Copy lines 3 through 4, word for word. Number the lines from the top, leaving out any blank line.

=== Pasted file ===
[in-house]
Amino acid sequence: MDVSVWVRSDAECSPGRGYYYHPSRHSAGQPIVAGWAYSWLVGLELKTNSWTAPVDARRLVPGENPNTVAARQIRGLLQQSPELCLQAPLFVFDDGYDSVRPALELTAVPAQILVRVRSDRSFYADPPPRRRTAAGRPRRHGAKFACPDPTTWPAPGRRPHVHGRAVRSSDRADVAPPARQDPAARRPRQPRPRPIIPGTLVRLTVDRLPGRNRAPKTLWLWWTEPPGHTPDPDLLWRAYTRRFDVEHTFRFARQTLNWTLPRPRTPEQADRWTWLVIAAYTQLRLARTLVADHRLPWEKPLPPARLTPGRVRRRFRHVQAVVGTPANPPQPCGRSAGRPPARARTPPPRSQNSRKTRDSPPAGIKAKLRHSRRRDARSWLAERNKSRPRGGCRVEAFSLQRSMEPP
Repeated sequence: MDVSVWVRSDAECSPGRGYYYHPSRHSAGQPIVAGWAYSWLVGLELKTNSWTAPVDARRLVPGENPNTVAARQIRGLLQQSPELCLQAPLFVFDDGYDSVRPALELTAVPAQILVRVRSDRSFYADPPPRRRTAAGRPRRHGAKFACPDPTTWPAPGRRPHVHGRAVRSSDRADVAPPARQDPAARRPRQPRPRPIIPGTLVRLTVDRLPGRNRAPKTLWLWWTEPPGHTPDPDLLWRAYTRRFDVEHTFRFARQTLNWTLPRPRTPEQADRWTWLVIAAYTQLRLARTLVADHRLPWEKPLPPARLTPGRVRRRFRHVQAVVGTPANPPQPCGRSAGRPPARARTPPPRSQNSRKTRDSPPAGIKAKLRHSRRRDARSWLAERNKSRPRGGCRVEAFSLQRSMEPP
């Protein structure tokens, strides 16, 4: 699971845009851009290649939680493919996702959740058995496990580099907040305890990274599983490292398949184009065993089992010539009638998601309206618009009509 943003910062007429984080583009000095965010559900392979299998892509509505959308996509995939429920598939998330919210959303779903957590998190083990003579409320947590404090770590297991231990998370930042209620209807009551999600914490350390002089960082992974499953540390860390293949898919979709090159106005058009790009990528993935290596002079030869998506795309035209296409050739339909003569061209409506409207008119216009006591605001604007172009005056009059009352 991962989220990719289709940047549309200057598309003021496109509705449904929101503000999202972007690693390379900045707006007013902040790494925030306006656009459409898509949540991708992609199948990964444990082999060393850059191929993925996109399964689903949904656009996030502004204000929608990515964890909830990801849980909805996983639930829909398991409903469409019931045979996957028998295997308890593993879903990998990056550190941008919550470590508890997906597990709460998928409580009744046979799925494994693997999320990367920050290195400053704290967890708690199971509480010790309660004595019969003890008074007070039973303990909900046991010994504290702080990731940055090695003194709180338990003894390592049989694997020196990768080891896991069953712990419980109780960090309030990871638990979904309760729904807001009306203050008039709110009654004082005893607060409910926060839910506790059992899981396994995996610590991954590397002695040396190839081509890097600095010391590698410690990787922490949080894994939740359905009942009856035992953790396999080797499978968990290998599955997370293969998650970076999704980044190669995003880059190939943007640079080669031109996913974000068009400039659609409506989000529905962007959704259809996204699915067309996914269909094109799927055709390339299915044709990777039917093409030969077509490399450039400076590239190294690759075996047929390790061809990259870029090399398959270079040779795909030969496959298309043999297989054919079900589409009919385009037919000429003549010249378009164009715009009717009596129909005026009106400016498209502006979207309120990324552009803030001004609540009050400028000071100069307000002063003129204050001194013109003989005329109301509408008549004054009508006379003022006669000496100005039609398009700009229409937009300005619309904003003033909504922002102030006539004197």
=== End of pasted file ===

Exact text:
Repeated sequence: MDVSVWVRSDAECSPGRGYYYHPSRHSAGQPIVAGWAYSWLVGLELKTNSWTAPVDARRLVPGENPNTVAARQIRGLLQQSPELCLQAPLFVFDDGYDSVRPALELTAVPAQILVRVRSDRSFYADPPPRRRTAAGRPRRHGAKFACPDPTTWPAPGRRPHVHGRAVRSSDRADVAPPARQDPAARRPRQPRPRPIIPGTLVRLTVDRLPGRNRAPKTLWLWWTEPPGHTPDPDLLWRAYTRRFDVEHTFRFARQTLNWTLPRPRTPEQADRWTWLVIAAYTQLRLARTLVADHRLPWEKPLPPARLTPGRVRRRFRHVQAVVGTPANPPQPCGRSAGRPPARARTPPPRSQNSRKTRDSPPAGIKAKLRHSRRRDARSWLAERNKSRPRGGCRVEAFSLQRSMEPP
């Protein structure tokens, strides 16, 4: 699971845009851009290649939680493919996702959740058995496990580099907040305890990274599983490292398949184009065993089992010539009638998601309206618009009509 943003910062007429984080583009000095965010559900392979299998892509509505959308996509995939429920598939998330919210959303779903957590998190083990003579409320947590404090770590297991231990998370930042209620209807009551999600914490350390002089960082992974499953540390860390293949898919979709090159106005058009790009990528993935290596002079030869998506795309035209296409050739339909003569061209409506409207008119216009006591605001604007172009005056009059009352 991962989220990719289709940047549309200057598309003021496109509705449904929101503000999202972007690693390379900045707006007013902040790494925030306006656009459409898509949540991708992609199948990964444990082999060393850059191929993925996109399964689903949904656009996030502004204000929608990515964890909830990801849980909805996983639930829909398991409903469409019931045979996957028998295997308890593993879903990998990056550190941008919550470590508890997906597990709460998928409580009744046979799925494994693997999320990367920050290195400053704290967890708690199971509480010790309660004595019969003890008074007070039973303990909900046991010994504290702080990731940055090695003194709180338990003894390592049989694997020196990768080891896991069953712990419980109780960090309030990871638990979904309760729904807001009306203050008039709110009654004082005893607060409910926060839910506790059992899981396994995996610590991954590397002695040396190839081509890097600095010391590698410690990787922490949080894994939740359905009942009856035992953790396999080797499978968990290998599955997370293969998650970076999704980044190669995003880059190939943007640079080669031109996913974000068009400039659609409506989000529905962007959704259809996204699915067309996914269909094109799927055709390339299915044709990777039917093409030969077509490399450039400076590239190294690759075996047929390790061809990259870029090399398959270079040779795909030969496959298309043999297989054919079900589409009919385009037919000429003549010249378009164009715009009717009596129909005026009106400016498209502006979207309120990324552009803030001004609540009050400028000071100069307000002063003129204050001194013109003989005329109301509408008549004054009508006379003022006669000496100005039609398009700009229409937009300005619309904003003033909504922002102030006539004197």